For decades, the relationship between the President and the military has ebbed and flowed, with each President taking a varied stance on how he viewed the power of being the Commander in Chief. President Trump is no different; his initial presidential campaign complained of past mistakes of other Presidents, telling his supporters that once in office, his relationship with the military would be better than anyone had ever seen. Following his election he frequently referred to top officers in the traditionally non partisan military as “his generals,” and appointed more generals to top positions in his administration than ever before. Since his election, his relationship with military officials and previous generals has mostly soured, in part because of his reluctance to accept the advice of experts in any field. This paper will examine the extent and effects of President Trump’s repeated ignoring of advice of the career military and national security figures he had initially hired. In lieu of listening to experts, he is instead doing what is politically convenient, often looking to please his base instead of acting in the best interests of the country. The politicization of the US military and its members has negatively affected national security and civil-military relations as the American public begins to question the apolitical nature of the organization.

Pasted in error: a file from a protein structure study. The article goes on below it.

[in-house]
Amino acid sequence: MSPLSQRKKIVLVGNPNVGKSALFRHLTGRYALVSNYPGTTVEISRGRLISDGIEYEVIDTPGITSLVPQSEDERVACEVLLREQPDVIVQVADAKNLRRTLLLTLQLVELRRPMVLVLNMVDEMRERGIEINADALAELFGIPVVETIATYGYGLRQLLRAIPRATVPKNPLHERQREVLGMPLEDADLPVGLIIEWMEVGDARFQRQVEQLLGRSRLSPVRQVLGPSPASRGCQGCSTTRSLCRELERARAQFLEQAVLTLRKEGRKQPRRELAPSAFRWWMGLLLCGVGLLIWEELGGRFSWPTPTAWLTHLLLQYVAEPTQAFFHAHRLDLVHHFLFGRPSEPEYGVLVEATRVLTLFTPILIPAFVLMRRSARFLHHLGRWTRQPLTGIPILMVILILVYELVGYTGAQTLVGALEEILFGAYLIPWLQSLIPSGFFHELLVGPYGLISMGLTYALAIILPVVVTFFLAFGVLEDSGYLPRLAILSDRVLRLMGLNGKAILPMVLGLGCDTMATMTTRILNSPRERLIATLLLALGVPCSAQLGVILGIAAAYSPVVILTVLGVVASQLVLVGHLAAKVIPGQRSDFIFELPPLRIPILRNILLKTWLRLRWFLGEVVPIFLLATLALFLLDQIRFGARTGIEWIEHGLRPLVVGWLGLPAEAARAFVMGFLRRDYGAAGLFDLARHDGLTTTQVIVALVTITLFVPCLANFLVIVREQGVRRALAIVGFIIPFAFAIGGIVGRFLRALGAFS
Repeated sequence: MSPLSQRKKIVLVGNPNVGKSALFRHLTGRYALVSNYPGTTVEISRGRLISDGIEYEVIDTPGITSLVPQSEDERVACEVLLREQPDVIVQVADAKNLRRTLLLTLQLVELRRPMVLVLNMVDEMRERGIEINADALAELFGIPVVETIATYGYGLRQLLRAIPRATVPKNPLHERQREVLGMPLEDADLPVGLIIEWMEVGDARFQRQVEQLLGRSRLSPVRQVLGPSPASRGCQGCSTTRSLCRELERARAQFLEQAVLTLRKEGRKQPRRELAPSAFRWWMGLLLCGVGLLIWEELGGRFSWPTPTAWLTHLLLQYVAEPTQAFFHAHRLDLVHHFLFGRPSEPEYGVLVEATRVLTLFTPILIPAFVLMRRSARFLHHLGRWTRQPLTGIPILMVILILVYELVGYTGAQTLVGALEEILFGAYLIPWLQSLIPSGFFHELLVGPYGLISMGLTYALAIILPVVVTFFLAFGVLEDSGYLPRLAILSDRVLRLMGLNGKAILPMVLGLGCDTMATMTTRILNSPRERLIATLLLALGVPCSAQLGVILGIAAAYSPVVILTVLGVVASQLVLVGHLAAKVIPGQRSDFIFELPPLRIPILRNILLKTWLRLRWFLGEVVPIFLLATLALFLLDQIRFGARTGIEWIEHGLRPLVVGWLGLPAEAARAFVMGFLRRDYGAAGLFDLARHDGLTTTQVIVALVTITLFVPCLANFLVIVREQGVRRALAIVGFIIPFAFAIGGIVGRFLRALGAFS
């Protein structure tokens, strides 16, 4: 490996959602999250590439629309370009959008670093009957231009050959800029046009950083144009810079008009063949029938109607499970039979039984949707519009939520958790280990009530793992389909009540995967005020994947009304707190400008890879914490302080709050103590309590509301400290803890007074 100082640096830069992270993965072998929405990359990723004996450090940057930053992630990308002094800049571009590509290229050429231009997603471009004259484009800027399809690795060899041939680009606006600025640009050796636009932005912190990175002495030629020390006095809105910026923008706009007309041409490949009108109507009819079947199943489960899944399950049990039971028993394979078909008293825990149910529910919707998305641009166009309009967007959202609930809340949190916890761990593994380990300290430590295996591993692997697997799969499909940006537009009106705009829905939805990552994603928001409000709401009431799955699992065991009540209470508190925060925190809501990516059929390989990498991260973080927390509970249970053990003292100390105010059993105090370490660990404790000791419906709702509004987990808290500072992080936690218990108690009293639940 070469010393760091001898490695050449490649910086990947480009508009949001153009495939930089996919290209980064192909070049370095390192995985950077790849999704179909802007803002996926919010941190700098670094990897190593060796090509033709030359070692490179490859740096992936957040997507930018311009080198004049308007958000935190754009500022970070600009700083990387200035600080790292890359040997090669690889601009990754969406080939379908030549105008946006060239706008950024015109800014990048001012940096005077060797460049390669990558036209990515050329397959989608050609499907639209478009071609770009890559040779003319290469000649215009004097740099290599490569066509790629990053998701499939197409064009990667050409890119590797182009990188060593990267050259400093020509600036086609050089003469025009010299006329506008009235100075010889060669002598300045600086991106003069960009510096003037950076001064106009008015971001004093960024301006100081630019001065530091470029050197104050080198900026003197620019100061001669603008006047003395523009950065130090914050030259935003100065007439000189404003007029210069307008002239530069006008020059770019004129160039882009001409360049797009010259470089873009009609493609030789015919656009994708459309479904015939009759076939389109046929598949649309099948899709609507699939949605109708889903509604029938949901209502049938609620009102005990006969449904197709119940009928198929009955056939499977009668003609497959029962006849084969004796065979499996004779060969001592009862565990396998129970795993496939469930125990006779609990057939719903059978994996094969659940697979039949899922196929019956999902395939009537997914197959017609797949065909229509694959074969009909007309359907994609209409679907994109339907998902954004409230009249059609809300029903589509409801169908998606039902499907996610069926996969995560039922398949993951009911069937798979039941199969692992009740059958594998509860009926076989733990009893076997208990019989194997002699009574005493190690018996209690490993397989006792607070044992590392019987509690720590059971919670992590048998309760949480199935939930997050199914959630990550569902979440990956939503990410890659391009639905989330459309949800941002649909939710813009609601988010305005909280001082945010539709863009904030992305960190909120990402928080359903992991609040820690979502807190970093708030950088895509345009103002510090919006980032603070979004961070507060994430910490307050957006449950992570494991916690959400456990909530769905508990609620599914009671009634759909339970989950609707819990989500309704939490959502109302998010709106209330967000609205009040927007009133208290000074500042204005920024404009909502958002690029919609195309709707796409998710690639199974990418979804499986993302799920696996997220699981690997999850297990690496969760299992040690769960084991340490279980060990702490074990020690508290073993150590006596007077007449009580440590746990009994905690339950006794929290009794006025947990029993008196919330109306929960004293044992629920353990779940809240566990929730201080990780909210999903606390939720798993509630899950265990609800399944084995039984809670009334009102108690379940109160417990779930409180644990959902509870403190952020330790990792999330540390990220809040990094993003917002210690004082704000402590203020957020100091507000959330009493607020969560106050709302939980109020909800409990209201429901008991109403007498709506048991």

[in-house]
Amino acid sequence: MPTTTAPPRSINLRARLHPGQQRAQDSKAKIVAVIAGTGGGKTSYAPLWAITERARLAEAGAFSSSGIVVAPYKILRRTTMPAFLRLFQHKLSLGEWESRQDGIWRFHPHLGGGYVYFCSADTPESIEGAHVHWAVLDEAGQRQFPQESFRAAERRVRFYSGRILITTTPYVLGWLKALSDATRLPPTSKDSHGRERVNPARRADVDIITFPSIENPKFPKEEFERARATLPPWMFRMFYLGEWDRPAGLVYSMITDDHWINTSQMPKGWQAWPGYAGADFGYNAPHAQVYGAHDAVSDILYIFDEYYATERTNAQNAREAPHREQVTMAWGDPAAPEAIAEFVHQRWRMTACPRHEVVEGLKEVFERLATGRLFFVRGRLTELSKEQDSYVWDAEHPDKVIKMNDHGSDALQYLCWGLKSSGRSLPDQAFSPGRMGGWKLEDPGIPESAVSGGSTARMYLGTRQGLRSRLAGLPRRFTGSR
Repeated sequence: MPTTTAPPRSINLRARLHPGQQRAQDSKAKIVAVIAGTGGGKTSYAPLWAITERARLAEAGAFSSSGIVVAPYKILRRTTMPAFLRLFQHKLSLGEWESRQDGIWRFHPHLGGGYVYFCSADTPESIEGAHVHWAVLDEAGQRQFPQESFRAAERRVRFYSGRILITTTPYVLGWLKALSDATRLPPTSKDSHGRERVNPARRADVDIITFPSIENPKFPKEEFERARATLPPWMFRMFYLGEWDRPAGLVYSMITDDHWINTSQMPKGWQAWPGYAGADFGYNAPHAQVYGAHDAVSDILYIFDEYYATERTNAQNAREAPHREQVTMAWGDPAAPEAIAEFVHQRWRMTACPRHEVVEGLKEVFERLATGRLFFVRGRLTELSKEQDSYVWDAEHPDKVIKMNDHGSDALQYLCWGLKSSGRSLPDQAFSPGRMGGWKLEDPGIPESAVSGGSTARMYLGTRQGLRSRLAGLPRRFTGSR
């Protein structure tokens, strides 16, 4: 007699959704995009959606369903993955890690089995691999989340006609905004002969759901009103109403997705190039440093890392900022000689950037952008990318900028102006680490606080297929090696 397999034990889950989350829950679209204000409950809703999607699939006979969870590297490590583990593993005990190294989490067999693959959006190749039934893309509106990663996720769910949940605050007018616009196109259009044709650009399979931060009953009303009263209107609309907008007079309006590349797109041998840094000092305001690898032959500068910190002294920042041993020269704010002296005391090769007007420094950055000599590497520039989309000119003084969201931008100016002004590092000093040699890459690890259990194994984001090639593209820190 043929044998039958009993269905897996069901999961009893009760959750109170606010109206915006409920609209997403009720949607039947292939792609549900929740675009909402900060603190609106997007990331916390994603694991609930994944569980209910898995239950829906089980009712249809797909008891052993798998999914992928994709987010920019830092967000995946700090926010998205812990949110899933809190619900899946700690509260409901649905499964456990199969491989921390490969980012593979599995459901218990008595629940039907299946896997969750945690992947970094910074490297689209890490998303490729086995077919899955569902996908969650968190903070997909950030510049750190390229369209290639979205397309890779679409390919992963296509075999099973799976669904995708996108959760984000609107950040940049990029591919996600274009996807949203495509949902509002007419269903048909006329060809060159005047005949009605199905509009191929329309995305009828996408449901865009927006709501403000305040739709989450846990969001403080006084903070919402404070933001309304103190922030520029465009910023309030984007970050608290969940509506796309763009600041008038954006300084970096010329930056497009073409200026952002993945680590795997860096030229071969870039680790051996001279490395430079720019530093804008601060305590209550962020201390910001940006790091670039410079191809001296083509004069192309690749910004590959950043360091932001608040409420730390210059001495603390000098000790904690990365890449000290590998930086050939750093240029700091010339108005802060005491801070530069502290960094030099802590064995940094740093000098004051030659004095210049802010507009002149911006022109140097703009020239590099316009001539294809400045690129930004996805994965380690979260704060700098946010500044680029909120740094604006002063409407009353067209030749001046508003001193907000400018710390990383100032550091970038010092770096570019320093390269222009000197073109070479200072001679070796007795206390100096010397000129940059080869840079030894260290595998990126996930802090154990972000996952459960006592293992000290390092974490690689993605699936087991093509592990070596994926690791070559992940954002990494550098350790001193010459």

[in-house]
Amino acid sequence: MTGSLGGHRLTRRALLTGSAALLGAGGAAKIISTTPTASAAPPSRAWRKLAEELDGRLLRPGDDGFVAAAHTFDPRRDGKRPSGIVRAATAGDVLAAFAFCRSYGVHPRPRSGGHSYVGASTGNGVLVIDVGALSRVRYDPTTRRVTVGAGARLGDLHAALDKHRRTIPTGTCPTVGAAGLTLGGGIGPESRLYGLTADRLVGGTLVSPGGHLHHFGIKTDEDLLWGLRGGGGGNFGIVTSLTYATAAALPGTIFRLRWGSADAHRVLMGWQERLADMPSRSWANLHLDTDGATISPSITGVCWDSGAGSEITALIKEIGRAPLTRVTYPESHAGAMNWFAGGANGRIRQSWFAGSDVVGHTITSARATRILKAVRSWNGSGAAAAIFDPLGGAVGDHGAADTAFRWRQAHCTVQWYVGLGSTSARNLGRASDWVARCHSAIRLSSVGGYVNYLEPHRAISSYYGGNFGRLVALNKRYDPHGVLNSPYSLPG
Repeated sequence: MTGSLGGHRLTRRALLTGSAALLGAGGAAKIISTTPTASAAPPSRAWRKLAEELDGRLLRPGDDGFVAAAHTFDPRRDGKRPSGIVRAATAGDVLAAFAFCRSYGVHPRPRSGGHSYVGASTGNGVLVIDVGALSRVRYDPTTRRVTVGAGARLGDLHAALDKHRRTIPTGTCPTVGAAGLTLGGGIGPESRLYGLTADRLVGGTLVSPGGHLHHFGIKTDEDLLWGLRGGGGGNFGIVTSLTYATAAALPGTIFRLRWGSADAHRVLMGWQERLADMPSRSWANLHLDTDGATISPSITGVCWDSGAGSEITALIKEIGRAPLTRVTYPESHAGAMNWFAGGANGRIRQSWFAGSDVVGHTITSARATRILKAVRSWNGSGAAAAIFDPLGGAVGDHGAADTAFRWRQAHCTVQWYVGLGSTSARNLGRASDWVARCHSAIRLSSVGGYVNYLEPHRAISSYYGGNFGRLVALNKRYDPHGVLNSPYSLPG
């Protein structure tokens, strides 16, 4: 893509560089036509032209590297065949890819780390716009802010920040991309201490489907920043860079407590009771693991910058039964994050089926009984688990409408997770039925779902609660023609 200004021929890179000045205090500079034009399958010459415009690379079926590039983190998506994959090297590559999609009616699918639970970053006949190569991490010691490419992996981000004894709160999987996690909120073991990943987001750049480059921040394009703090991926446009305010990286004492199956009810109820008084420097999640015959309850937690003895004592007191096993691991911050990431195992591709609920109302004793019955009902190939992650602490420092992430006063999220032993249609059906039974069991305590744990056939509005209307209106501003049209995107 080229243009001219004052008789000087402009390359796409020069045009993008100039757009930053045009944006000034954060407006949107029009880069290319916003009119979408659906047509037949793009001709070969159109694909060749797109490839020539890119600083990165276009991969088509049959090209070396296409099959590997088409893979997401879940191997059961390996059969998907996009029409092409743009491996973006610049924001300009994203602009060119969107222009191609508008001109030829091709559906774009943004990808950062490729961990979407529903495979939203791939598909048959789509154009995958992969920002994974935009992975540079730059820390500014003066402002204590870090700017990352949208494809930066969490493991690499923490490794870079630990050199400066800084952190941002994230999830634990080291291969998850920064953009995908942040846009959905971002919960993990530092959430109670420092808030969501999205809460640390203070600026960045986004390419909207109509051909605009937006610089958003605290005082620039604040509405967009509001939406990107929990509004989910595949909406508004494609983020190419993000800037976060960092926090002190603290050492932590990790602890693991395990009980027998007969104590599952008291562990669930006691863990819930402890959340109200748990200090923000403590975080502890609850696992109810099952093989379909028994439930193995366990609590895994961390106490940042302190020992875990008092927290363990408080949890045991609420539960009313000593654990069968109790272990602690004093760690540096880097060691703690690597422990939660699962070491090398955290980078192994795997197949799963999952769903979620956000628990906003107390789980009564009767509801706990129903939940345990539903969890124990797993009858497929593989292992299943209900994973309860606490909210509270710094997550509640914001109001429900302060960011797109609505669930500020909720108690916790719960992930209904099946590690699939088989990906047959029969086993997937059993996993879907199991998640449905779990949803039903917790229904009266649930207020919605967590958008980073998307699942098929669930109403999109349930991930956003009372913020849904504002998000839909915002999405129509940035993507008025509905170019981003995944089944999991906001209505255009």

The thesis argues that President Trump has politicized the US military in ways not seen before, which has negatively affected troop welfare and national security. In order to examine the recent politicization of the military, the history of civil military relations, and the overall profession of arms will be examined. The history of civil military relations are examined in order to showcase the juxtaposition to the way President Trump treats the military versus his immediate predecessors. This includes comparisons to his immediate predecessors (Clinton, Bush Jr, and Obama), alongside his non immediate predecessors, including Presidents Wilson, F.D. Roosevelt, Eisenhower, and Johnson. It will examine the relations not only between the military and the President, but also with agencies such as the NSC and political appointees at Defense and State who make the bulk of foreign policy decisions. These comparisons all provide a bigger picture in helping to understand how abnormal President Trump’s actions are.